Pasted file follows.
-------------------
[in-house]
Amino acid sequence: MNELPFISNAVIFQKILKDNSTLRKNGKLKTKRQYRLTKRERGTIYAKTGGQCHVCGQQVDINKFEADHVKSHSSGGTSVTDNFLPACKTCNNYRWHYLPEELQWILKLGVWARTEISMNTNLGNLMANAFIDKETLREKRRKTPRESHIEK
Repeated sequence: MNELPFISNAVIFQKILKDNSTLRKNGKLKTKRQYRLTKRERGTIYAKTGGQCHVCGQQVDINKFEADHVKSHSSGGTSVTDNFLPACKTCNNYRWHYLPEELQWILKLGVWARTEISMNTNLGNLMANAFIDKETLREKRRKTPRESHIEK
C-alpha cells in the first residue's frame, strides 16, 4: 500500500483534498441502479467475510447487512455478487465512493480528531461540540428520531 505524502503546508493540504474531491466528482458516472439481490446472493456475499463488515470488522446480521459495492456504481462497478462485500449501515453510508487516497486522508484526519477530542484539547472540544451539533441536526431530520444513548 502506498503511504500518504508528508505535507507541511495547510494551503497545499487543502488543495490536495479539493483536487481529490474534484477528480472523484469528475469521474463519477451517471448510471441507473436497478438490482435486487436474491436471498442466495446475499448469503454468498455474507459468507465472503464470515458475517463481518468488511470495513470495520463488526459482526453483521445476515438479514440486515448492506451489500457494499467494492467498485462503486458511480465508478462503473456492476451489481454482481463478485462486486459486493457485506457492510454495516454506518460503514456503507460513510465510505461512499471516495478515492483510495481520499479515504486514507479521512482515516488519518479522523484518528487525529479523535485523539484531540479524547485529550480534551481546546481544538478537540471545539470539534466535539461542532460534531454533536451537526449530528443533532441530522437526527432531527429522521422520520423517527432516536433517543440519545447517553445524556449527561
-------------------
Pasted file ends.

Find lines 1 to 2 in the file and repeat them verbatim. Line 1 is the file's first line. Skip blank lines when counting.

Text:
[in-house]
Amino acid sequence: MNELPFISNAVIFQKILKDNSTLRKNGKLKTKRQYRLTKRERGTIYAKTGGQCHVCGQQVDINKFEADHVKSHSSGGTSVTDNFLPACKTCNNYRWHYLPEELQWILKLGVWARTEISMNTNLGNLMANAFIDKETLREKRRKTPRESHIEK